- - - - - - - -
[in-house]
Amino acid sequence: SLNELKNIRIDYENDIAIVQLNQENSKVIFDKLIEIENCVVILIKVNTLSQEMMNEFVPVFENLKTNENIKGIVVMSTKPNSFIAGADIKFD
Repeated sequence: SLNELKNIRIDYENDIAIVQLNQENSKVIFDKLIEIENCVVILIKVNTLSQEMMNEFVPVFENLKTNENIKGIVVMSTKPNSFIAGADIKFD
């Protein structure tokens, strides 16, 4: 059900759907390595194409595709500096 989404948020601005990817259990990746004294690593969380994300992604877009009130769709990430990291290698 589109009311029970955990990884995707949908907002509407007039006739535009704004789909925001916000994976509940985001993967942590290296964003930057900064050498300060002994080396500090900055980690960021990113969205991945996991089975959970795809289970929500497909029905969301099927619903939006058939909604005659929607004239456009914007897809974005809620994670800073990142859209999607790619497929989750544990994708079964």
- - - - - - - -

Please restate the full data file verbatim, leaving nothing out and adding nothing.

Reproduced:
[in-house]
Amino acid sequence: SLNELKNIRIDYENDIAIVQLNQENSKVIFDKLIEIENCVVILIKVNTLSQEMMNEFVPVFENLKTNENIKGIVVMSTKPNSFIAGADIKFD
Repeated sequence: SLNELKNIRIDYENDIAIVQLNQENSKVIFDKLIEIENCVVILIKVNTLSQEMMNEFVPVFENLKTNENIKGIVVMSTKPNSFIAGADIKFD
């Protein structure tokens, strides 16, 4: 059900759907390595194409595709500096 989404948020601005990817259990990746004294690593969380994300992604877009009130769709990430990291290698 589109009311029970955990990884995707949908907002509407007039006739535009704004789909925001916000994976509940985001993967942590290296964003930057900064050498300060002994080396500090900055980690960021990113969205991945996991089975959970795809289970929500497909029905969301099927619903939006058939909604005659929607004239456009914007897809974005809620994670800073990142859209999607790619497929989750544990994708079964």